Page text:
Wednesday, September 5, 2012

Putting the garden to bed....

I'm in process of pulling the last of my plants, with the exception of the broccoli, cauliflower and brussels, and getting ready to turn the soil under.  I've been thinking of planting a cover crop, but I'm not sure which one.  They all seem to have their place and function.

After consulting several books I have decided to plant a mix of buckwheat and winter rye.

I've never done a cover crop, and I think, from what I've read, I'll have to maybe mow it down before it seeds and hopefully before frost it may grow up again in time for it to die off naturally.  I have never done this before so you will be learning along with me! 

I'm also going to start tilling the plot and planting a cover on the new garden.  It's going to be a 60' x 60' plot.  I have learned so many things about the garden this year and hope to learn from these experiences, even though I'm moving the garden.  The old garden I'm going to leave in place but plant just corn and potatoes and maybe a few melons amongst the corn.  This will be a good place to experiment with interplanting.  I also read that pole beans are great to plant with corn as they will use the corn to climb.  We shall see!

I'll be sharing my lessons learned in an upcoming post and share what I plan for next year. 

Until then...happy gardening!

Monday, September 3, 2012

Making chicken stock...

I want to start off by saying I'm sorry for not taking pictures.  I don't know why I always think of that AFTER the fact!

But I want to share my process with you anyway. 

Making stock is not hard, don't be afraid to make your own.  It's more delicious than what you can get in any store and you decide what goes in it.  Mostly things you can spell and pronounce!  Have you ever read the label on one of those commercially made stocks?  Yikes!

I started of with some chicken bones from the chicken I boned out and froze.  Don't throw those bones away after you remove meat.  If you don't use them now, throw them in a freezer baggie and wait until you have enough.  Just make sure you use them before they freezer burn.

I added in several packages of the chicken still on the bone in my pots.  I added chunked carrots, celery, onion, garlic, a few bay leaves, fresh thyme, fresh parsley, salt, pepper, ground sage, and poultry seasoning.  Exact measurements?  Well I don't do exact.  I was taught at the "little of this little of that" cooking school.  I don't really measure anything unless I'm baking.  Then I think it needs to be more precise!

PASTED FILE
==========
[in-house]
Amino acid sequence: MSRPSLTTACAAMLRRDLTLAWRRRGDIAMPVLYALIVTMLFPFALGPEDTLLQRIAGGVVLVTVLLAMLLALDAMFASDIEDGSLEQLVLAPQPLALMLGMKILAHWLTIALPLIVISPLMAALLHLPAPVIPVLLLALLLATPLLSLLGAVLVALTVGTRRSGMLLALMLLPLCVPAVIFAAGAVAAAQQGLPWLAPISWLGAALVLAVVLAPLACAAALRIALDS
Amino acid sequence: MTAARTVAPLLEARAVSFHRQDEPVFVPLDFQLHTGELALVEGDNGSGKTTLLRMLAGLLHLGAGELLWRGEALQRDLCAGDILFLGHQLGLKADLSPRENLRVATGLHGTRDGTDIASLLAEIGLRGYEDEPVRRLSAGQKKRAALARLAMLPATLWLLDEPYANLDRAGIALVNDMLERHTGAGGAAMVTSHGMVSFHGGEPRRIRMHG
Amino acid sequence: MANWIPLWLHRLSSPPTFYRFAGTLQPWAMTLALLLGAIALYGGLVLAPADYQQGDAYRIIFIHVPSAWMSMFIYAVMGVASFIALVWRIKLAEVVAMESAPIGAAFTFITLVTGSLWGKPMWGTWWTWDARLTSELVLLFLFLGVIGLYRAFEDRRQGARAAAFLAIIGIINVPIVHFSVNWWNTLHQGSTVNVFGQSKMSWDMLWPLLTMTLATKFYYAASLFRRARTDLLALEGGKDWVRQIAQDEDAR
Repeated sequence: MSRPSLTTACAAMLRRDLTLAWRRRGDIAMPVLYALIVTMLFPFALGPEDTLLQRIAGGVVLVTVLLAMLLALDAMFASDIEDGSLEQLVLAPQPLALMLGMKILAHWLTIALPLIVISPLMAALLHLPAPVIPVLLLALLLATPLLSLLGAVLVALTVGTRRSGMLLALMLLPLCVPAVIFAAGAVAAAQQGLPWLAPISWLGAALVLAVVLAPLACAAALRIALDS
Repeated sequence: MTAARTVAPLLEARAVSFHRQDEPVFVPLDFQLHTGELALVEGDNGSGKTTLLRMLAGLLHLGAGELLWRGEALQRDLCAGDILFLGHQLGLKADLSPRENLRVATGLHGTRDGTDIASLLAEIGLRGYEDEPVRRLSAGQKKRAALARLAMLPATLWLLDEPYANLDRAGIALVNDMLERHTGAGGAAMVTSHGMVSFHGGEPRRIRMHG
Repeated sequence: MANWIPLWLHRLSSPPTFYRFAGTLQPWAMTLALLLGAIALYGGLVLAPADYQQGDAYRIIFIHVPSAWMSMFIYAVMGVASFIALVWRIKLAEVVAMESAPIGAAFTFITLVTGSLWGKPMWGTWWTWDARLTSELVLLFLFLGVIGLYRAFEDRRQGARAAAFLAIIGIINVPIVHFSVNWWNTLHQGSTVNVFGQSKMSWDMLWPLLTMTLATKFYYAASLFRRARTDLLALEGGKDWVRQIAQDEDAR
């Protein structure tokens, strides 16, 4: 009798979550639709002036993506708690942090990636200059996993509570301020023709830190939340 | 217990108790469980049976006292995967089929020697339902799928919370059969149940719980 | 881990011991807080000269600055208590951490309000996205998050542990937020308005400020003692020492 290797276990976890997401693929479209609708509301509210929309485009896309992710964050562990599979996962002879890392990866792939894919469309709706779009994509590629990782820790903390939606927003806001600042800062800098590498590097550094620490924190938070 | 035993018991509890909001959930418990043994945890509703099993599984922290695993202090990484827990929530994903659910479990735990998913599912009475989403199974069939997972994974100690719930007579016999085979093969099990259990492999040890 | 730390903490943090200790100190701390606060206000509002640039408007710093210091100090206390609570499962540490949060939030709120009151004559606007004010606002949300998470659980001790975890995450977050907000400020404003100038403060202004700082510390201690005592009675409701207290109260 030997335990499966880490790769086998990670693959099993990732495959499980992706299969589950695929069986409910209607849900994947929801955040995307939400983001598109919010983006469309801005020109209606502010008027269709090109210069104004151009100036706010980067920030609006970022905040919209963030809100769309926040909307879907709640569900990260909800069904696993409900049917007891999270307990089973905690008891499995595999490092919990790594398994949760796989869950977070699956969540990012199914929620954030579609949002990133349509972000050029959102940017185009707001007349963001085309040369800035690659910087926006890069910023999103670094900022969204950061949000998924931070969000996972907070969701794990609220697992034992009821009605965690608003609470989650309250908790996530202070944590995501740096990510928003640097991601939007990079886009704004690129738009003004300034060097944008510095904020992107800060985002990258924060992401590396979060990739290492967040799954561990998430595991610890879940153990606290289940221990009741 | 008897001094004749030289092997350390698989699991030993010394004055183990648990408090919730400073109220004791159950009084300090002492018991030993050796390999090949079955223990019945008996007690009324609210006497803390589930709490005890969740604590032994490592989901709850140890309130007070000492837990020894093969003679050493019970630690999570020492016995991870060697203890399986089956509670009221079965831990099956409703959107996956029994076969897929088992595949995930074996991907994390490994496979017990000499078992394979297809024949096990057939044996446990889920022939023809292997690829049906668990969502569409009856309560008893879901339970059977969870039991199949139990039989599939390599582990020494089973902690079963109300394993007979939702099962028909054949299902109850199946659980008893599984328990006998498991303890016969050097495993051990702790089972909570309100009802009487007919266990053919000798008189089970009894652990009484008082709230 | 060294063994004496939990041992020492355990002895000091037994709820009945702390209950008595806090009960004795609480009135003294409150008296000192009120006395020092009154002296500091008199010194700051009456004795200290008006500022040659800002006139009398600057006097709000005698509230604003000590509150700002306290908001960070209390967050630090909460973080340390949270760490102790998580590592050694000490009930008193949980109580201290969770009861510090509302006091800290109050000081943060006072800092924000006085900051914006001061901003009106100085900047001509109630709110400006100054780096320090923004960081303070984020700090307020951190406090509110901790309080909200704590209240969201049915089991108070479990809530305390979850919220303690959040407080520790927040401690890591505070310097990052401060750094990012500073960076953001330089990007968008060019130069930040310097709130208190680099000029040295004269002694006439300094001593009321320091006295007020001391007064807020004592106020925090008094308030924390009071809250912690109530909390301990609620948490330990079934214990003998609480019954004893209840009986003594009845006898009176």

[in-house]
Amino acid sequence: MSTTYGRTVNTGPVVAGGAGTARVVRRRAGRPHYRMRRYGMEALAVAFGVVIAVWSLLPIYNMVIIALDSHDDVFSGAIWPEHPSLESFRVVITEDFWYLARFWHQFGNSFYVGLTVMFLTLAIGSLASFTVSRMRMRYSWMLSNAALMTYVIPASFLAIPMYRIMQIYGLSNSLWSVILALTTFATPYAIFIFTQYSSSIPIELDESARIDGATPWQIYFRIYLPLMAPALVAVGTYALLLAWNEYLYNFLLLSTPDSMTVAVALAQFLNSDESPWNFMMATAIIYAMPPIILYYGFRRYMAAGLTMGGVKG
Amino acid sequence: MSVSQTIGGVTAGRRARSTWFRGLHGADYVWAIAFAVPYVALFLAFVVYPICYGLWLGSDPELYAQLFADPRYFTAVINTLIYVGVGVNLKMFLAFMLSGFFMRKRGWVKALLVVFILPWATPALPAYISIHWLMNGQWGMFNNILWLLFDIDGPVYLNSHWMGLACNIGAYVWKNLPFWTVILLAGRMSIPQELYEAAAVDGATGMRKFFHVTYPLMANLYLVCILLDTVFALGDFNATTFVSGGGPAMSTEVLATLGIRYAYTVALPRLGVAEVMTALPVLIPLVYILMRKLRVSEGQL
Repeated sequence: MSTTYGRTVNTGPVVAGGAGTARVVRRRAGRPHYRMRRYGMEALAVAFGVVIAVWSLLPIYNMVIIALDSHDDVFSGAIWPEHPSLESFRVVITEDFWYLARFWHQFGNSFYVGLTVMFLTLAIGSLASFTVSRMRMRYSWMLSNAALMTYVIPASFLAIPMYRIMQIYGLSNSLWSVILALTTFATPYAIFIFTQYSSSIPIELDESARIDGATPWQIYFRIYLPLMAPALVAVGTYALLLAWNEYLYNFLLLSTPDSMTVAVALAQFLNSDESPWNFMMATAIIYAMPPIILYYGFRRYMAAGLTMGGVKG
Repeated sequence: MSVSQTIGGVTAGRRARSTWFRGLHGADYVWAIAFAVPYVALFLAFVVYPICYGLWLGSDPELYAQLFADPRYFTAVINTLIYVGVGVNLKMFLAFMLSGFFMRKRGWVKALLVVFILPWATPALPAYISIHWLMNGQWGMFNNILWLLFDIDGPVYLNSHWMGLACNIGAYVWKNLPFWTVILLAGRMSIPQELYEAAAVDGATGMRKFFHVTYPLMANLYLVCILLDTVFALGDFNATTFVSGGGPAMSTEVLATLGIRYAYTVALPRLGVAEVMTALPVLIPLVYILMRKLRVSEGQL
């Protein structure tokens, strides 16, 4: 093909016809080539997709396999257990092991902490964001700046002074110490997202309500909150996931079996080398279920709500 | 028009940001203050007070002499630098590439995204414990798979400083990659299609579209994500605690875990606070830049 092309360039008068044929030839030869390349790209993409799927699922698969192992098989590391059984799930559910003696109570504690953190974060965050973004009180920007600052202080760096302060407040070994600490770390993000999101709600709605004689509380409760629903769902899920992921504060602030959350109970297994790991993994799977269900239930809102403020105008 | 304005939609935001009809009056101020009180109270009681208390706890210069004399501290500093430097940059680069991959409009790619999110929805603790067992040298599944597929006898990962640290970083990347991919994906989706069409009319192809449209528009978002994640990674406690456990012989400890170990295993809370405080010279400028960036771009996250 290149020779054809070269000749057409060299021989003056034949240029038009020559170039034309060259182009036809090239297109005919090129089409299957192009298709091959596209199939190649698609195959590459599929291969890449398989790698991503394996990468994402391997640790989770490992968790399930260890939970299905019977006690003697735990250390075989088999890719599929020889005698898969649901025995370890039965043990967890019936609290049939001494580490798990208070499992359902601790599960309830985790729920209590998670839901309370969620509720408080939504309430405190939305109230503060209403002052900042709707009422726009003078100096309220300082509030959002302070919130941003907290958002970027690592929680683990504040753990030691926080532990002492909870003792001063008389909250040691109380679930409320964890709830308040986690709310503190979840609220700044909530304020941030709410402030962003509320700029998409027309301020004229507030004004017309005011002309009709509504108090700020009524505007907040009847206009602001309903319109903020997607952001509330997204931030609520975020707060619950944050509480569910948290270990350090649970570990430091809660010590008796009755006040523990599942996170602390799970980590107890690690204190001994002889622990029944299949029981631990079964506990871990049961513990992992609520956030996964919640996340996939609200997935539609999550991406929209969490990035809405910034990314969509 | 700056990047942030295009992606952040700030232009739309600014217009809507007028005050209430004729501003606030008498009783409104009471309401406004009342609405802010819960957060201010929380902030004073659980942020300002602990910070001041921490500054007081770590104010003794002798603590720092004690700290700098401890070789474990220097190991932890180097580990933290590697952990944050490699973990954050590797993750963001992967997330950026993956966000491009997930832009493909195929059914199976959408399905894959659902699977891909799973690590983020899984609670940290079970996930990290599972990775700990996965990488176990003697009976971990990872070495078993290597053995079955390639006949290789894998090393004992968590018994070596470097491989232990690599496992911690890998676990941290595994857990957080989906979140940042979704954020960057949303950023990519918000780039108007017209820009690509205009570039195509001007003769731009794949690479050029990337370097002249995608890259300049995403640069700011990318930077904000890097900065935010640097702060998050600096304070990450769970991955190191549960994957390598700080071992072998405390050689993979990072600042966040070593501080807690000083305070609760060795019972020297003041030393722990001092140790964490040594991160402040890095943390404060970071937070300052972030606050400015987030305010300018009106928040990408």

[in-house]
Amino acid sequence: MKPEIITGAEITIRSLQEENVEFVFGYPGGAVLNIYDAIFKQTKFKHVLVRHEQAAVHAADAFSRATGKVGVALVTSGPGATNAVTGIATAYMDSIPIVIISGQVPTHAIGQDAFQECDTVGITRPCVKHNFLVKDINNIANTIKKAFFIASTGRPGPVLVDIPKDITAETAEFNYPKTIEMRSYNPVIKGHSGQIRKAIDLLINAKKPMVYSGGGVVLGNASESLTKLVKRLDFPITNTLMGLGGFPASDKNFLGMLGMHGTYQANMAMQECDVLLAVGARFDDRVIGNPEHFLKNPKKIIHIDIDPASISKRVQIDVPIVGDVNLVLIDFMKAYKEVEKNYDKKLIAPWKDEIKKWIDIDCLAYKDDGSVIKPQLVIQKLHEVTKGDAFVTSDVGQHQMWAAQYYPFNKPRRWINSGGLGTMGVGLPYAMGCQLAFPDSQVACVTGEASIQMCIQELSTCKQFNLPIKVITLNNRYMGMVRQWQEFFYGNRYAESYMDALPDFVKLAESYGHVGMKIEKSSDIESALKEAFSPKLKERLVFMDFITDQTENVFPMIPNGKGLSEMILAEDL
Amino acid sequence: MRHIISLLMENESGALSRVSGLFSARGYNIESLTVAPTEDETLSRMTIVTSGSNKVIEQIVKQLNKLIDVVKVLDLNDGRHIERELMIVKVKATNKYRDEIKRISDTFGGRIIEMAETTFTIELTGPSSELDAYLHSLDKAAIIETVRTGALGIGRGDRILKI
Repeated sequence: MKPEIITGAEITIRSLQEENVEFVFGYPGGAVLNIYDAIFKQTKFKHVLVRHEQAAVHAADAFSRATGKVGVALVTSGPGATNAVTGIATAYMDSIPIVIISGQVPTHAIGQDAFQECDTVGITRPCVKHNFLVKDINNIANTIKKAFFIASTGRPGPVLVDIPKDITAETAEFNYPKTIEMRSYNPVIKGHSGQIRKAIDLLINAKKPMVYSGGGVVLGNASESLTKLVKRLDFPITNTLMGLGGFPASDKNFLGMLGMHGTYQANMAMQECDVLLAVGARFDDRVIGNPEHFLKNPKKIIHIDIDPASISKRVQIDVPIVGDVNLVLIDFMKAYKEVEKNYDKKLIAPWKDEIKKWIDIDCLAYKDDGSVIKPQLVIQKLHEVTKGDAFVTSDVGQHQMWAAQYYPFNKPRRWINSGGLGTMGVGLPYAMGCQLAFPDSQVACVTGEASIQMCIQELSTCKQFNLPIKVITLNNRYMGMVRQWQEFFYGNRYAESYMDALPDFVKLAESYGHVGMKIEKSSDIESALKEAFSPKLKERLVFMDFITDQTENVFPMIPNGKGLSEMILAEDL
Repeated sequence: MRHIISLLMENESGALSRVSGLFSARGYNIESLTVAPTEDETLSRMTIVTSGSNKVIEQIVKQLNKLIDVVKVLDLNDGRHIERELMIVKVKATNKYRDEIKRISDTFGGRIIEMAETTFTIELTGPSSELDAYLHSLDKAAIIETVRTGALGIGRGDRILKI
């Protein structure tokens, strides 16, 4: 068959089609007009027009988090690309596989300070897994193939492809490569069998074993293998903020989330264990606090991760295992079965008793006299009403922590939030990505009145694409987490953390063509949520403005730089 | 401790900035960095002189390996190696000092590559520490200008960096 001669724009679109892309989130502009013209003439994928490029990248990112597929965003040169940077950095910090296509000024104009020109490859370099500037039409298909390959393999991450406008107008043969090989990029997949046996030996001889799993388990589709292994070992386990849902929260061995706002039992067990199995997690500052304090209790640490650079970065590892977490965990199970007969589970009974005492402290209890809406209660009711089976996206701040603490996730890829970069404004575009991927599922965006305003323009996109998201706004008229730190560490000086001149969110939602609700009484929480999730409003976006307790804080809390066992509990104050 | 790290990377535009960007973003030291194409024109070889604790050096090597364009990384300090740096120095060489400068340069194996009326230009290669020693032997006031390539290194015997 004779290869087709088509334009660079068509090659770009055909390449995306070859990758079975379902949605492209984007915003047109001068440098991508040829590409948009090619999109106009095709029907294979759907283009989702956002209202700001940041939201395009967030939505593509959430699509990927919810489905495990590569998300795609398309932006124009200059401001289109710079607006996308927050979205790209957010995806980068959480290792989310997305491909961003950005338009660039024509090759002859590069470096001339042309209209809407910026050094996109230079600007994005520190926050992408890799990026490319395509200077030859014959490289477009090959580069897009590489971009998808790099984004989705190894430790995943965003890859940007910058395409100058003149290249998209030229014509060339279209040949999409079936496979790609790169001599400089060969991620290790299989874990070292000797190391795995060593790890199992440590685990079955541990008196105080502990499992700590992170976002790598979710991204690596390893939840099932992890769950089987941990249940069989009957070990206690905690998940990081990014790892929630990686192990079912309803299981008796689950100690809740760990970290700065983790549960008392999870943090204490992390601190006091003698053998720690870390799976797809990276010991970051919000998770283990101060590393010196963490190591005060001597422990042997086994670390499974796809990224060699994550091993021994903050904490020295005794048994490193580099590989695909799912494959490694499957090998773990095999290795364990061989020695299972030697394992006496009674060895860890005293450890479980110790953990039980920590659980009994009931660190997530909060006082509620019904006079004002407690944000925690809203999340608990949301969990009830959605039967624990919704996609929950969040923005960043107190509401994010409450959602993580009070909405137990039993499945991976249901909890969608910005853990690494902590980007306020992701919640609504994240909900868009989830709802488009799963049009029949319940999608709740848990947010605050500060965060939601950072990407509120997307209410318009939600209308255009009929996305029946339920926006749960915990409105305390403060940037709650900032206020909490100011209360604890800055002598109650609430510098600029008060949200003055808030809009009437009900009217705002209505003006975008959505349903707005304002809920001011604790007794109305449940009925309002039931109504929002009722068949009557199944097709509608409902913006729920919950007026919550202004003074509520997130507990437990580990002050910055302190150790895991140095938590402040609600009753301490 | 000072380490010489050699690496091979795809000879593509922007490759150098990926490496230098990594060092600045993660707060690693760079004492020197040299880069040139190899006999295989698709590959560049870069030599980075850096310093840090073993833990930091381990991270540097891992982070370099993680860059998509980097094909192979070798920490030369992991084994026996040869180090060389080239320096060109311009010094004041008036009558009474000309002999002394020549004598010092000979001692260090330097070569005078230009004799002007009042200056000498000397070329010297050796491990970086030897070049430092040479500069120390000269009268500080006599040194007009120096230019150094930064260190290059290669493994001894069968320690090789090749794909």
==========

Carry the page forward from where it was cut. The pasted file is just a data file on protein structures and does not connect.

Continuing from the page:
For the veggies, I don't peel the carrots, just cut whole carrots into three pieces or so and the same with the celery, big chunks.  You are only after the flavor here and bigger chunks are easier to get out!  I cut the onion into halves or quarters and a head of garlic in half.  The rest gets tossed into the pool with the rest of the ingredients.

I add cold water then bring the whole thing to a boil.  Let it boil for 2-3 minutes and then reduce to a simmer.  How long you want to simmer is up to you.  I usually let mine go for 2-3 hours.

After simmering, I remove it from the heat and fish out all the big pieces of vegetables and the chicken bones or meat on bones.  Go ahead a remove the meat from the bones after it cools.  The carrots and celery I save for my dogs.  It's a nice treat for them and good for them too.  Just don't give them the onions!

Skimming the stock is easy too and the way I do it seems to pull a lot of the fat out as well.  I start with a fine strainer and then line it with a cotton dish towel.  It gets more of the particles this way.  This last batch I did, I didn't skim any fat off the top before I strained it and the final product had almost no fat accumulation at the top.

Take a look at this wonderful stock!

Not anywhere in any store will you find stock so rich and deep amber in color.  My yield after canning 14 quarts of chicken soup was 6 quarts and 1 pint.  Not too shabby!

Happy canning!


Sunday, September 2, 2012

Chicken soup anyone?

Last week my store ran a sale on split chicken breast.  $0.99 per pound.  I called and ordered 40 pounds! 

At first I was thinking..."SCORE" for the price.  Then I picked it up and jammed all the packages into my fridge to await processing.  Then I thought OMG!  What was I thinking getting this much chicken?

I ended up roasting 2 packs of chicken, removed from bones and saved bones for later stock making.  I did make some really awesome chicken salad with it.  Wow, even my 12 year old who won't touch anything with mayo in it ate it up.  Score one for mom!

On Sunday I finally bit the bullet and got busy making my chicken "stuff".  I boned 6 packs of chicken breasts.  Got 9 packs of chicken vacuum sealed, 2 breasts in each pack.  I separated the tenders and they will get done in 1 pound packs.  Still to be done.....

The rest went into the stock pots, yes pot(s), along with some veg and herbs from the garden and 12 hours later I ended up with 14 pints of chicken soup or in our house it could, well most likely will be, chicken and dumplings.  Along with 6 quarts of stock and 1 pint of stock.

Here's a jar of the chicken soup/starter.

This quart jar contains 1/2 cup each of carrot, celery and onion and 1 extra full cup of chicken.  The rest is filled with the stock. 
It took a long time but I'm sure it will be worth it.  You can see the stock is a deep amber color, full of flavor!  Not like that watery looking stuff you get from the soup cans at the store. 
Canning isn't hard, just time consuming.  But what better way to know what your family is eating.  I put the stuff in the jar myself, so I know what they are eating!